RNAging: An exercise-regulated noncoding RNA counteracts muscle aging

In a joint, collaborative effort between laboratories at EPFL, NTNU Norway and CBMR Denmark, researchers examined the molecular effect of exercise upon noncoding RNA genes in skeletal muscle in Science Translational Medicine. In this study, they discovered the long noncoding RNA “CYTOR” and investigated its role in skeletal muscles of rodents, worms and human cells.

Skeletal muscle displays remarkable plasticity upon exercise, but is at the same time one of our organs that is most affected by aging. Skeletal muscle aging is characterized by estimated yearly losses of ~1 percent muscle mass and ~3 percent muscle strength in the elderly, resulting in an accumulated net loss of >30 percent muscle mass during aging. This process is further exacerbated by sarcopenia, a degenerative disease syndrome whose prevalence is projected to increase tremendously in our aging societies.

The research team found that expression of the long, noncoding RNA CYTOR is induced by exercise but declines during rodent and human skeletal muscle aging. Using various genetic tools to inhibit or re-express the long noncoding RNA CYTOR in aged muscle revealed that CYTOR enhanced myogenic differentiation, notably favoring the fast-twitch myogenic fate.

“This finding was of particular interest to us, as fast-twitch myofibers are well known to deteriorate upon aging. We therefore, hypothesized that noncoding RNA gene therapy could deliver benefits to aged muscle,” notes Martin Wohlwend, the first author of the study. Indeed, CRISPR-mediated re-establishment of Cytor expression in skeletal muscle of aged mice improved muscle morphology and muscle function.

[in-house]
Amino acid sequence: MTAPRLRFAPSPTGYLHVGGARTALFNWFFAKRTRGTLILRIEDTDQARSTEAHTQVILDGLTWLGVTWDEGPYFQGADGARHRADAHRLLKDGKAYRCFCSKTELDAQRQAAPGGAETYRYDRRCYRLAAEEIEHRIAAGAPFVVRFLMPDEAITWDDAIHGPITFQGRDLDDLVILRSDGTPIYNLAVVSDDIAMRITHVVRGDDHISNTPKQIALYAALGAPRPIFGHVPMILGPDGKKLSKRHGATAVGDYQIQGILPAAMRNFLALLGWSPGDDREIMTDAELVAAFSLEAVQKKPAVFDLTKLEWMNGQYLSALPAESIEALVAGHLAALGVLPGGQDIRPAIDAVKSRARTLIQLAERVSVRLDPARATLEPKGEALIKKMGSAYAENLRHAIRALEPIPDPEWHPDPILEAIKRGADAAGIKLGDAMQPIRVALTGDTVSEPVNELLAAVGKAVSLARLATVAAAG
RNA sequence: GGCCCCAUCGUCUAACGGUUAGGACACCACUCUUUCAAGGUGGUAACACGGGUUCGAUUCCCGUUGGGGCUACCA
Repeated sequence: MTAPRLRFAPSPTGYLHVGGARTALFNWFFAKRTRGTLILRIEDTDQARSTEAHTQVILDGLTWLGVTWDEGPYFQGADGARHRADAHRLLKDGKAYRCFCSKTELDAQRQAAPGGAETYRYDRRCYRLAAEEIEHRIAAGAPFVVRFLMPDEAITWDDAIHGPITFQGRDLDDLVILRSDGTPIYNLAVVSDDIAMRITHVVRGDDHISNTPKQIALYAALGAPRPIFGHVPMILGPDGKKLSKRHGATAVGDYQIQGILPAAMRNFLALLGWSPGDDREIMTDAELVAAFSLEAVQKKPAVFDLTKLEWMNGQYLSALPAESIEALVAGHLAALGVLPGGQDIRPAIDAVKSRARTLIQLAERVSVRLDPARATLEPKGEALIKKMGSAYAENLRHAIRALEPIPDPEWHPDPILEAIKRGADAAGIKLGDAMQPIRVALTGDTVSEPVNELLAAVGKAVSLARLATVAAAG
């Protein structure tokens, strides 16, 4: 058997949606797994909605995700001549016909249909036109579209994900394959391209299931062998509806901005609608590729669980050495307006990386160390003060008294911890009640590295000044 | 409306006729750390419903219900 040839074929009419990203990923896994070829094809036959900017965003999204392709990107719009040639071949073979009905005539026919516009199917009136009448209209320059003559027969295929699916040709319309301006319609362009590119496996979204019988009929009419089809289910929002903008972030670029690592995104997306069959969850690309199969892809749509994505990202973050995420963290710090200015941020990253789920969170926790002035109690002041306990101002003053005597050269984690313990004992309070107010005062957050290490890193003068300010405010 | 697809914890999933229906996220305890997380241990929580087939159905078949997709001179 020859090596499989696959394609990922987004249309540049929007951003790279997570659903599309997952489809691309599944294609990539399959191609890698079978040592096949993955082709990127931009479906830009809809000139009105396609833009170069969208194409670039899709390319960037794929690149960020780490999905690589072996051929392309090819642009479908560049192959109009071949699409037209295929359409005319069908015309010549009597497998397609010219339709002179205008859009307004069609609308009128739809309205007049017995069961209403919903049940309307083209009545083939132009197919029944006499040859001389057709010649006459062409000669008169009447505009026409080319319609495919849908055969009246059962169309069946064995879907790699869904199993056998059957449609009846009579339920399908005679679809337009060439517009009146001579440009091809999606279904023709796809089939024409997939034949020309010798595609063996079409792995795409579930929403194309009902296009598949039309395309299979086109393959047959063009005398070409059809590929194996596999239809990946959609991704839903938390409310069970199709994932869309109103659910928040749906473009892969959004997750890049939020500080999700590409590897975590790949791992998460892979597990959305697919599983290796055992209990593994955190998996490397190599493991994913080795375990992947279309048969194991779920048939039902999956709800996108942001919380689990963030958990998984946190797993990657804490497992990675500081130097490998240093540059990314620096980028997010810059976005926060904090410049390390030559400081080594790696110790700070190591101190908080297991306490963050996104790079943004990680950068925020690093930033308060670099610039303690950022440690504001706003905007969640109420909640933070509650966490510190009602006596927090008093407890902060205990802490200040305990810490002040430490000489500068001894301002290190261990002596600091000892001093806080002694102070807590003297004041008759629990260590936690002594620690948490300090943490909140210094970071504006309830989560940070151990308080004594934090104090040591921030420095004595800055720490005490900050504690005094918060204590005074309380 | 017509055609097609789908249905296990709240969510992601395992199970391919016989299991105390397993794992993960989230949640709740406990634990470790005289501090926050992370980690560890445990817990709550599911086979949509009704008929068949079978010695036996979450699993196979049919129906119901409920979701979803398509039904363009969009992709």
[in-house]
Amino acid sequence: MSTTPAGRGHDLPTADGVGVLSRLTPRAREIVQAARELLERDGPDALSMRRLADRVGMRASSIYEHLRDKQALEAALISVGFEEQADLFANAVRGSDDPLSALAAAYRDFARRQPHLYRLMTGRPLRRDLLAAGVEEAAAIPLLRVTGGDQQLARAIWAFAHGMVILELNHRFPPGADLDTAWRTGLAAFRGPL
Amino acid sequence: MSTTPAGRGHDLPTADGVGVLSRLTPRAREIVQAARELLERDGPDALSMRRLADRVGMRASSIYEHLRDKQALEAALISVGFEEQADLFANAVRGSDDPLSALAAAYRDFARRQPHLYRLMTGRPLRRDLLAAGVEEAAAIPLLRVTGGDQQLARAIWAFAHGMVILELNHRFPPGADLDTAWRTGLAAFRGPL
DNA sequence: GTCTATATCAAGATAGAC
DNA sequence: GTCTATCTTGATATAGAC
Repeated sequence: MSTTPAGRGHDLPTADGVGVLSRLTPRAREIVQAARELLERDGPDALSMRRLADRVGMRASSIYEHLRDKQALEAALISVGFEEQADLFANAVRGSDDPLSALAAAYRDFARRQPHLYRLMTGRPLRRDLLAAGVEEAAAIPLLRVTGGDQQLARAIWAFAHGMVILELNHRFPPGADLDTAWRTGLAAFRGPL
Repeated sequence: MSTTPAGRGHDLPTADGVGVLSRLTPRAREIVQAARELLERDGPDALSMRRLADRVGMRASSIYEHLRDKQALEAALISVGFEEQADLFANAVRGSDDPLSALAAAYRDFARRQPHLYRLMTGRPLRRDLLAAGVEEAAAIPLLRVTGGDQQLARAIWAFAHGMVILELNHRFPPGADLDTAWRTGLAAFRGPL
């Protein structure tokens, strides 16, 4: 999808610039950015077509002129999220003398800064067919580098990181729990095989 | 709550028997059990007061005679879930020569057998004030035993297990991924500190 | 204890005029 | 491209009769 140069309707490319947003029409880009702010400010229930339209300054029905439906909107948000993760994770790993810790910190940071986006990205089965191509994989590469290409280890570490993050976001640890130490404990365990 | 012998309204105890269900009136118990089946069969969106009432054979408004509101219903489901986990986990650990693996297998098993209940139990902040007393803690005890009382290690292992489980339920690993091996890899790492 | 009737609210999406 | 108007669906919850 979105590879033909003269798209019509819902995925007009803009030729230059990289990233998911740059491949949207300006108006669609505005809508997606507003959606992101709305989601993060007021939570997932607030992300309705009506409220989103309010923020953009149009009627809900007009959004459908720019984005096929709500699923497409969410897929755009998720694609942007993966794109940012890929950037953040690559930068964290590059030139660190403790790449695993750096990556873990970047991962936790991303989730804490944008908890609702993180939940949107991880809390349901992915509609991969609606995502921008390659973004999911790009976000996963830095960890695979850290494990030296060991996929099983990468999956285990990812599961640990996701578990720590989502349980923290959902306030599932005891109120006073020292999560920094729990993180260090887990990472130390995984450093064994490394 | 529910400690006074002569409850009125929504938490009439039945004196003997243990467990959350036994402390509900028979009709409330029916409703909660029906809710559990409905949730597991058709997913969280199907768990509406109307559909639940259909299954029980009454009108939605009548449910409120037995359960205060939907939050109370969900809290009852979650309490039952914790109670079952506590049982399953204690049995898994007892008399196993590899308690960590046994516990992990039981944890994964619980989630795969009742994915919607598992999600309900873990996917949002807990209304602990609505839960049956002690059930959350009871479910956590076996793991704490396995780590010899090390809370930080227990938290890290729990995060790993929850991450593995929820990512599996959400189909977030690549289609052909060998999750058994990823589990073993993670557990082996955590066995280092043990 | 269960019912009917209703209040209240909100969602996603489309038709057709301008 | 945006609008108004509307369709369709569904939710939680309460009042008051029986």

To study the genetic effect of human CYTOR, the researchers identified and characterized an expression quantitative trait locus (eQTL) located within a skeletal muscle enhancer element nearby the CYTOR genomic locus. Individuals carrying a specific allelic configuration at the genetic marker rs74360724 locus displayed higher CYTOR levels in skeletal muscle, and genetic association studies revealed improved 6-minute walking performance in these elderly individuals. Benefits of CYTOR in aging was further demonstrated by forced expression of human CYTOR in aged muscle of C. elegans, which improved several phenotypic parameters constituting worm healthspan.

To elucidate mechanisms of the long noncoding RNA CYTOR, the laboratory of Professor Johan Auwerx then turned to examine CYTOR’s effects on epigenetics—the study of how environment can cause changes in gene expression without alterations in the DNA sequences. They found that Cytor re-configures chromatin accessibility at binding sites of other genes and transcription factors known to determine muscle fiber type.

By studying a noncoding RNA gene, the study sheds light on an interesting genomic entity, for which recent advances in RNA delivery provide therapeutic perspectives.

“Pharmaceutical incentives targeting fast-twitch muscle fibers in aging/sarcopenia have thus-far been elusive. Our current RNA-based approach hence provides an intriguing strategy to target age-related muscle disorders, such as sarcopenia,” says Johan Auwerx.